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Thursday, 28 April 2016

A little update.
Wolf-packs and Winter Snow is available to download on drivethruRPG. I'm working on getting the layout done for a print version.
After this, the plan is to get 15 Years in a publishable form, and stick that up too. This might be tricky, due to the need to find art that's not massively copyright-infringey. I don't think I'd get away with just using black silhouettes and claiming its a stylistic choice again.

I'm working on a couple of Wolfpacks modules, fillable character sheets and pre-genned characters, and a DM-screen and player-cheat-sheets package. The modules in question are:
Spires Dreaming Beneath The Ice, a dungeon crawl into antediluvian ruins in the far north. 
The Princess Clad In Amber, a location/event based scenario dealing with a mad cult stealing people's babies.

How I run Clerics and so forth.

More LotFP houserules. 


Here's how I handle alignment. 
Lawful refers to the divine plan for the cosmos. It is associated with things that are holy (such as nuns/monks, relics, holy sites, and so on), with destiny, and with spiritual enlightenment. The divine is beyond human understanding. The western church's worship of 'God' is a manifestation of this, as are various eastern spiritual traditions. 
Chaotic refers to things that are outright against the divine plan. Magic draws on things outside of our universe and is directly in opposition to the natural divine harmony. Chaotic things are magical, unnatural and alien. 
Neutral refers to the mundane world. It is, essentially, broken. Impure and flawed, since it is no longer proceeding according to the divine plan. It is not, however, actively against the plan in the same way as chaotic things are.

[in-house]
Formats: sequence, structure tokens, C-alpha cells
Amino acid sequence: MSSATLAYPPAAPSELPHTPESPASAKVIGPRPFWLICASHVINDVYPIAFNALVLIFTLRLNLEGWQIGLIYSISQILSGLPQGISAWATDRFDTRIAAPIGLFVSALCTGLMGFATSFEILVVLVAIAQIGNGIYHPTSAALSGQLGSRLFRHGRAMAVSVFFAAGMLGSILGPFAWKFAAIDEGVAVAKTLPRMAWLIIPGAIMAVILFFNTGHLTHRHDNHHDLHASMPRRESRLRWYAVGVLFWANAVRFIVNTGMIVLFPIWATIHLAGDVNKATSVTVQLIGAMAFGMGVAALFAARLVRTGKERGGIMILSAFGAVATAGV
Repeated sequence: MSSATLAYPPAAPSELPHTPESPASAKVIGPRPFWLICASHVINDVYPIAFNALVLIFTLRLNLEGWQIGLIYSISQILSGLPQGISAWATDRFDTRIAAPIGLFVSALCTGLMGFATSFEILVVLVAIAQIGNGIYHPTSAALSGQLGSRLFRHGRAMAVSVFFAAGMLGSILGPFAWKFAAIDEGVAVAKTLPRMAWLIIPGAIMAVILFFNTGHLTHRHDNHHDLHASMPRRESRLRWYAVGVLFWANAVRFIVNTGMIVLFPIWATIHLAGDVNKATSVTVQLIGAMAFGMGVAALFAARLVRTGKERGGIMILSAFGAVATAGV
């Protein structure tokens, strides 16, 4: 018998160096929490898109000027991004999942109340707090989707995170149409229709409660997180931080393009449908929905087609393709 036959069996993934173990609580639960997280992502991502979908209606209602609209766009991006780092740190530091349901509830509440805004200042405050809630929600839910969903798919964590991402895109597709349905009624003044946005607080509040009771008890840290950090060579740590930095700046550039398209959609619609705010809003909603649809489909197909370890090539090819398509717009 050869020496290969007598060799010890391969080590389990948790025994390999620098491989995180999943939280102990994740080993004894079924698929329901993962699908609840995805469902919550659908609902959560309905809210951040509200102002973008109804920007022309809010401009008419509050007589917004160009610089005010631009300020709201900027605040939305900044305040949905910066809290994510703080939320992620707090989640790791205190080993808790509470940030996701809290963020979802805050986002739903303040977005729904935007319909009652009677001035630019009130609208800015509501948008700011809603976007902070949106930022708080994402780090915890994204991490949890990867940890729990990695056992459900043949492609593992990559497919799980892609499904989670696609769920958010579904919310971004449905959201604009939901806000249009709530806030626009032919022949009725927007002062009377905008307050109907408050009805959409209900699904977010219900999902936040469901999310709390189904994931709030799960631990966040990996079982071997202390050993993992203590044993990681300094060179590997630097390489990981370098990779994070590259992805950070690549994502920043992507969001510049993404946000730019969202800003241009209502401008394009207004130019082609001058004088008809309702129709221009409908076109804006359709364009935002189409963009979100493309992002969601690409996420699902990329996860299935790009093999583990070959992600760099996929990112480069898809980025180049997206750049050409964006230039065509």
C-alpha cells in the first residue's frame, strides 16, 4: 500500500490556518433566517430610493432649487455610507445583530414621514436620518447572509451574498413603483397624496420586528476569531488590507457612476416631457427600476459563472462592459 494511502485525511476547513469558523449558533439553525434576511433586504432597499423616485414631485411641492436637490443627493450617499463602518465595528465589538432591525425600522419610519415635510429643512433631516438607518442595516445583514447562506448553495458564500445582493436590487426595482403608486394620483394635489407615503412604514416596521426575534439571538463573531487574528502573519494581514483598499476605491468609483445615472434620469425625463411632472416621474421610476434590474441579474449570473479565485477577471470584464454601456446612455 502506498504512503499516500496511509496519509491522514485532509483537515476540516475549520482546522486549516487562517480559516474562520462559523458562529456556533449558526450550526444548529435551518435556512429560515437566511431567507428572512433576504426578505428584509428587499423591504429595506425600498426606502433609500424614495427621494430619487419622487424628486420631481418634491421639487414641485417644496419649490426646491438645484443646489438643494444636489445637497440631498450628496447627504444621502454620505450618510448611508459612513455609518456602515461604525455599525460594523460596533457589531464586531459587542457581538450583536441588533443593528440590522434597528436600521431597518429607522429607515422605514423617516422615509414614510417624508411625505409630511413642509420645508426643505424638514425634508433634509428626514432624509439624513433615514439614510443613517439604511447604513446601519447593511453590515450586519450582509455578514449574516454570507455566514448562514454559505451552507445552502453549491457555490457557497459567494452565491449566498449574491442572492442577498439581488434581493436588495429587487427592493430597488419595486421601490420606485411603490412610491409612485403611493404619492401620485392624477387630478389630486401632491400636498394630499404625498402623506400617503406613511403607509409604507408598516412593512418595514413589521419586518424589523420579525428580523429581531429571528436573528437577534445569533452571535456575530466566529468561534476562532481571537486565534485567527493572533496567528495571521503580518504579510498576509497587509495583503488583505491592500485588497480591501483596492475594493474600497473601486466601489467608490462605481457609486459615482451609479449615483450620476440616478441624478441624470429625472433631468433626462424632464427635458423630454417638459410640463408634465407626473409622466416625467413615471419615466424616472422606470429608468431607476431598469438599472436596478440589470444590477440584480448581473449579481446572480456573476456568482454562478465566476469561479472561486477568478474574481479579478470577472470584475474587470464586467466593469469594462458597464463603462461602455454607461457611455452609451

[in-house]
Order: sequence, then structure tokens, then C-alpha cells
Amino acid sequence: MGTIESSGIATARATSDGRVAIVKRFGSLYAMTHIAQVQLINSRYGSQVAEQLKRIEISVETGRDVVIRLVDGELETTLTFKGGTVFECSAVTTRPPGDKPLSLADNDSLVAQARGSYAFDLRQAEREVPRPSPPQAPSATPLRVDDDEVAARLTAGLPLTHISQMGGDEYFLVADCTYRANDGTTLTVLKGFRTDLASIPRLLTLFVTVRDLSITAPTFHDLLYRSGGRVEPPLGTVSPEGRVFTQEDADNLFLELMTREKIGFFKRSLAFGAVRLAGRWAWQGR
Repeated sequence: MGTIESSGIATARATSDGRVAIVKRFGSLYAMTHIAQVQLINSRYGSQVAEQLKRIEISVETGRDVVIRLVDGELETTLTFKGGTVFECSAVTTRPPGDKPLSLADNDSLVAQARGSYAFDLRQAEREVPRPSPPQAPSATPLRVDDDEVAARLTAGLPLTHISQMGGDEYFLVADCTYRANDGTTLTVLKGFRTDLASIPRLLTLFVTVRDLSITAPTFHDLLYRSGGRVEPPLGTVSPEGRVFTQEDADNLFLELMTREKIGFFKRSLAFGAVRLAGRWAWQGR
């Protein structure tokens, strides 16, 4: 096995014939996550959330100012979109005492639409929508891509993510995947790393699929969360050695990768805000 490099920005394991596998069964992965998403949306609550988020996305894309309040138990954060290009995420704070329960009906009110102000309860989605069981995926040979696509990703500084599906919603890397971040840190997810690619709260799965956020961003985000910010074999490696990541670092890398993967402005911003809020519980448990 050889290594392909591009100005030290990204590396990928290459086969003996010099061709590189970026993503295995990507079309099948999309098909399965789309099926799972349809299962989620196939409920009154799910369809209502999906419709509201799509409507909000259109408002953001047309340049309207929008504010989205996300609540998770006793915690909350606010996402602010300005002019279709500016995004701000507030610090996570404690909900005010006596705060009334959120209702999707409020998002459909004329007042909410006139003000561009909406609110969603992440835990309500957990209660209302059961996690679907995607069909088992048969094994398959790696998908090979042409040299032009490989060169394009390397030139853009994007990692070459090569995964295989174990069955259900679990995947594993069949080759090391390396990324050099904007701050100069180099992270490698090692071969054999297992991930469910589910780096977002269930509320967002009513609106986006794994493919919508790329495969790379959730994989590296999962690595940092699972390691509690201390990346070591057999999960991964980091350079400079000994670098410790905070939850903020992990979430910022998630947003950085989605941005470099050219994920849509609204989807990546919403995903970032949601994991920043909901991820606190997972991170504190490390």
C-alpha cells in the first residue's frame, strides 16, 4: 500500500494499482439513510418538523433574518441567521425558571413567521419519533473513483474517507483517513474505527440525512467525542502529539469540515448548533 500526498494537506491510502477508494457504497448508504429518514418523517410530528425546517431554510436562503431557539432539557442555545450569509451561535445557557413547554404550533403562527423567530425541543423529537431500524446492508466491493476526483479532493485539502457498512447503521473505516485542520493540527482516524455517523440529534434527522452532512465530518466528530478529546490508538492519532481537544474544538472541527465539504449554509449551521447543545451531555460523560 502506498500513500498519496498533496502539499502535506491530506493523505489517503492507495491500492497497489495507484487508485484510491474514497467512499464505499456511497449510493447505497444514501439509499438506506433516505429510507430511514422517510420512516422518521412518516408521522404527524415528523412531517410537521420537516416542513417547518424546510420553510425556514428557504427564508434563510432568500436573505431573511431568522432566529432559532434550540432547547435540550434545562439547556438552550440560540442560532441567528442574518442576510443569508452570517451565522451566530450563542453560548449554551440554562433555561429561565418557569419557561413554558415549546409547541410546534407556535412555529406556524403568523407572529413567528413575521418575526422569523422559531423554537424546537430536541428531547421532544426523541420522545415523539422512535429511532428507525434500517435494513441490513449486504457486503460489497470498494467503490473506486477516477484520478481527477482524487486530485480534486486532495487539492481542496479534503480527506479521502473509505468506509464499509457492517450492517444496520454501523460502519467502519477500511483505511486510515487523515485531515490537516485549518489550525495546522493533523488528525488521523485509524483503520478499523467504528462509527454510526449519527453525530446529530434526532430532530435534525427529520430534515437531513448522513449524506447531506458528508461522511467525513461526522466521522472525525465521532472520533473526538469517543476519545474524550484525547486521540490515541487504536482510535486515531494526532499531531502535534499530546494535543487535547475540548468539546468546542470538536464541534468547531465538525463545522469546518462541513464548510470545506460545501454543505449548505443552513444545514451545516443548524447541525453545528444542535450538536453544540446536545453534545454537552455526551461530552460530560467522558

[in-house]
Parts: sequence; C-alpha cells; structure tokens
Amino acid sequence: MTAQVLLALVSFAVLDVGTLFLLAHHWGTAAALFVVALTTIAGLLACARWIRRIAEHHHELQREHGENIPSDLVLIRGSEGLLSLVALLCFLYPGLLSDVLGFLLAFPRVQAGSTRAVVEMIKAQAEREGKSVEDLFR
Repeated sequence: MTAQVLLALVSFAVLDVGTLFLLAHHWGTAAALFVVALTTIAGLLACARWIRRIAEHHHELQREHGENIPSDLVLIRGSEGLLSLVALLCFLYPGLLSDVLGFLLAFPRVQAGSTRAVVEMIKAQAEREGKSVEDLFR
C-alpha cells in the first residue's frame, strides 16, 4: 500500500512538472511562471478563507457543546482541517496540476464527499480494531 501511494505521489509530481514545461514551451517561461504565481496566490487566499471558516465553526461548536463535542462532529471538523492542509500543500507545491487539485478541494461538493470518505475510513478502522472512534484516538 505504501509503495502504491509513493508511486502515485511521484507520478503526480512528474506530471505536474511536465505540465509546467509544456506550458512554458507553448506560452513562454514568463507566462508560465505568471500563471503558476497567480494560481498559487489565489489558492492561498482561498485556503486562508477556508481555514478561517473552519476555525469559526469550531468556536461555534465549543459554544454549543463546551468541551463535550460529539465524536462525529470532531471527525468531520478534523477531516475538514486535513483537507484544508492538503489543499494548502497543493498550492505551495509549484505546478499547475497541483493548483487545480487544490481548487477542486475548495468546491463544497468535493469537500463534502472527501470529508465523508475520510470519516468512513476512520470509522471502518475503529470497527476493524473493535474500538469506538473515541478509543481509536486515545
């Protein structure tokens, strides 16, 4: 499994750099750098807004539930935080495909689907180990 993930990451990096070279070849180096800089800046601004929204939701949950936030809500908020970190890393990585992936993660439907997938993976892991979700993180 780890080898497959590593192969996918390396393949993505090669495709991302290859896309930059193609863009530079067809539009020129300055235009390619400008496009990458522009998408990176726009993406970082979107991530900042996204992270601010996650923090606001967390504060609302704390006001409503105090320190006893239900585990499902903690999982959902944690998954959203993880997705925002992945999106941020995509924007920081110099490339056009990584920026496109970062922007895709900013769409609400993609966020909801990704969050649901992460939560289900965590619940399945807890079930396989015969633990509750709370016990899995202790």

All clerics must be lawful, since their abilities are directly powered by the divine. All magic users and elves must be chaotic, as the magic they use is fundamentally against the divine plan. If a cleric stops being lawful, or a magic user or elf stops being chaotic, then they lose all their spells and any other supernatural abilities.
Most other characters are neutral, but they don't have to be. A chaotic character might have a bloodline tainted by magic, or a lawful character might have been touched by a saint and brought back in line with the divine plan. 
Particularly powerful contact with magic or the divine might make a neutral character become lawful or chaotic.

Clerics are mostly religious figures from their local communities. I'm assuming a game run in essentially late-medieval Britain here, so the majority will be Christian priests, monks, nuns or similar. In a different setting, clerics would come from different walks of life - Roman haruspices and pontifices, or Indian yogis and fakirs come to mind.  
Clerics prepare their spells like in the core book, at a set time each day; generally at dawn, midday, dusk or midnight. To prepare spells, you need to consecrate an area first, with at least the following:
  • The consecrated space must be clearly delineated.
  • All chaotic or otherwise magical things must be removed from the area. 
  • A symbol of the cleric's faith must be present. 
  • A turn must be spent cleaning and ordering the space.